Majority of new jobs will be in tech sector, summit told
Two thirds of new jobs created in Bermuda in the next two years will come from entrepreneurs, a tech summit has been told.
But while there has been a 300 per cent increase in businesses using online and e-commerce, there remains an urgency to re-tool, retrain and re-educate the island’s workforce.
A wide-ranging discussion about tech developments in Bermuda emerged during the Bermuda Virtual Tech Summit hosted by the Bermuda Business Development Agency.
The panel discussion moderated by Bermemes Partner Qian Dickinson was “Transformation of the Traditional Business Model — A Bermuda Perspective”.
Executive director of Ignite Bermuda Sean Reel said: “Sixty-five per cent of all jobs that will be created in Bermuda over the next couple of years will come from entrepreneurs.
“They will be the generators of wealth, growth and prosperity for Bermudians in the future.”
He also said: “Over the past two-and-a-half years, we [Ignite Bermuda] have supported over 300 entrepreneurs and community leaders and our approach is to open as many doors as possible.”
Ignite has successfully focused on job creation and diversity, providing a free accelerator programme, free office space and free access to experts and mentors for entrepreneurs.
Importantly, Ignite emphasises understanding the mindset, collaboration and knowing the numbers.
“It’s about having those key ingredients in play, ” Mr Reel said. “Our superpower is getting people to that mindset. It is the single most difficult challenge that we all face — having the right attitude, the right mindset.”
A largely visible Ignite success story is the app-based food delivery service Sargasso Sea, started by CEO Colin Rego in 2019. The yellow delivery boxes have become ubiquitous in Bermuda.
Mr Rego agreed that the pandemic accelerated the need for technology to bring value to daily living. Users of the app, vendors selling items delivered by Sargasso and those delivering the products all have to be able to use technology.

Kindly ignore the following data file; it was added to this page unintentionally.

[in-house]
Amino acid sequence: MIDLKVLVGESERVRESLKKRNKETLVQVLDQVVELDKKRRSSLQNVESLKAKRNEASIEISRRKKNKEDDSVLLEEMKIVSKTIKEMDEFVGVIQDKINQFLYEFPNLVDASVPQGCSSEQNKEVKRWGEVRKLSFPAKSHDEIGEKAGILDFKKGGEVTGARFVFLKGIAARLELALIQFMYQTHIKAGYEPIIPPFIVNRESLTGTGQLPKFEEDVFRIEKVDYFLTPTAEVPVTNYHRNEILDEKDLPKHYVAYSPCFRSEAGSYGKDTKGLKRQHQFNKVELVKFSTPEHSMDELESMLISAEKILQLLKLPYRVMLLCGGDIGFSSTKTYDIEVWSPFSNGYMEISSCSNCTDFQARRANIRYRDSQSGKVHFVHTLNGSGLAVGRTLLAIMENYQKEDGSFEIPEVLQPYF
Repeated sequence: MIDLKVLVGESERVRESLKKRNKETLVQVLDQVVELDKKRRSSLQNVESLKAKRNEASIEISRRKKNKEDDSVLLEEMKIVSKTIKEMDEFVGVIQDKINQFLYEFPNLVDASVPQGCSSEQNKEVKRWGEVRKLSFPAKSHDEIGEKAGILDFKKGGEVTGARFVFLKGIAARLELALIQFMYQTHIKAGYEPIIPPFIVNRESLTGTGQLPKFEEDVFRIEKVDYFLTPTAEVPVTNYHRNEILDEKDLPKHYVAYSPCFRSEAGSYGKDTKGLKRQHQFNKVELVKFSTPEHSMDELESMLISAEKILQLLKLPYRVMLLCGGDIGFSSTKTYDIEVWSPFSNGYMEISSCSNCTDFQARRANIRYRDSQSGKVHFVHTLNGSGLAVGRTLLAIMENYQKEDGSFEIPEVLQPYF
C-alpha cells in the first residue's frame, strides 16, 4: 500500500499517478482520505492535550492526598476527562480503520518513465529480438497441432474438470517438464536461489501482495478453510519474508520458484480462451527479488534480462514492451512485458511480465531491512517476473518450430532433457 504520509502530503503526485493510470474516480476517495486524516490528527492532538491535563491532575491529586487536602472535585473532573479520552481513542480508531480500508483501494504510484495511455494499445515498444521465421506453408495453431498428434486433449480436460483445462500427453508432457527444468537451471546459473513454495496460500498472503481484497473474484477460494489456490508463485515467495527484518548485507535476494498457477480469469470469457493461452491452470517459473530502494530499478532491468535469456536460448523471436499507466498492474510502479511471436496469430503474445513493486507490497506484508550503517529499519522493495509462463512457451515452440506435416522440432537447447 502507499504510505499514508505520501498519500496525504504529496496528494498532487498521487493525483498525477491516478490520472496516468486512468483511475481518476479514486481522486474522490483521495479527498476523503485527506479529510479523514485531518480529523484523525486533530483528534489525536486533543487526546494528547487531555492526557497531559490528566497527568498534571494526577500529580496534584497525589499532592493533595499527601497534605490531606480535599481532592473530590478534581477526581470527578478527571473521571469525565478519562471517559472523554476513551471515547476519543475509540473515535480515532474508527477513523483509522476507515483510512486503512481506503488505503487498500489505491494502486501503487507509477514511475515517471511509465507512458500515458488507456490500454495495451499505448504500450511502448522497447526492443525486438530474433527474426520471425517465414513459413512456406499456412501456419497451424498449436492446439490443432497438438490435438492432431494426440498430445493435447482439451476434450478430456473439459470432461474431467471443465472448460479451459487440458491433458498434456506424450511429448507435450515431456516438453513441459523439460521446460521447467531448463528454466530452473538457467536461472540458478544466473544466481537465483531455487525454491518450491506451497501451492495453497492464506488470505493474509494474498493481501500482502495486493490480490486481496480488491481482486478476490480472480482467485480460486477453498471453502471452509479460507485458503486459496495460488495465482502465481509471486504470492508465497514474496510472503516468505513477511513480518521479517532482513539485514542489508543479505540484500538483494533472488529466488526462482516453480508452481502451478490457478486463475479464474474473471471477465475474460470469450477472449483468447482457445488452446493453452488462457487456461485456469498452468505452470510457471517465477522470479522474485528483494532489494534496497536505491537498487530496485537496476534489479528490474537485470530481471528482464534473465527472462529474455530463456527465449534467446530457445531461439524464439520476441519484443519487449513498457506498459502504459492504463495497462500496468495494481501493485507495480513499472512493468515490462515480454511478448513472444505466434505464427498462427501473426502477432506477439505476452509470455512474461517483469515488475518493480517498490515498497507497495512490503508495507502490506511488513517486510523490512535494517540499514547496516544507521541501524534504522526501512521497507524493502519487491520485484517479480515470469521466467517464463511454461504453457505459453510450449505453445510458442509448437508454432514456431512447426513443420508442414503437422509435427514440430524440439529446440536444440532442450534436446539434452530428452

But he conceded that the use of technology was a challenge.
“I think there is a huge gap in the tech education and knowledge transfer that’s happening here.
“The biggest challenge is educating the community about how to utilise and leverage these tools to make our lives more efficient and create new jobs.
“The merchants, the agents, the customer — being able to utilise the applications, a web app for a fully functional service — click buttons in 60 seconds and be able to have service in 30 or 40 minutes. These are new ways.”
As one of the biggest leaders in the new gig economy, Mr Rego has about 20 office staff and 300 “agents” out in the field who have already made 400,000 deliveries.
Now he is about to leverage technology in a new venture, a smart fulfilment centre using AI and machine learning.
“Our mandate on the ‘national’ level will be, how do we reduce the food costs for the country and make it more affordable to live? How do we leverage technology to bring more value to the people and the communities we are all a part of?”
The job of finding tech-savvy Bermudians may get easier, especially through the efforts of Coral Wells and her charity, Connectech, which teaches technology, starting with children.
“We’ve had more than 3,000 students since we opened,” she said. “We are teaching them all-out tech — not just coding, but all the new technologies: AI, robotics and other really cool things.
“We’re teaching in all 18 primary schools and some of the middle schools. We start teaching them when they are 7 or 8 years old. We’ve started with children as young as 6 years old and take them through to adulthood.
“We have 12 middle and high-school students who have built apps.
“But this is not just for children. Everyone needs to be willing to learn new and emerging technologies.“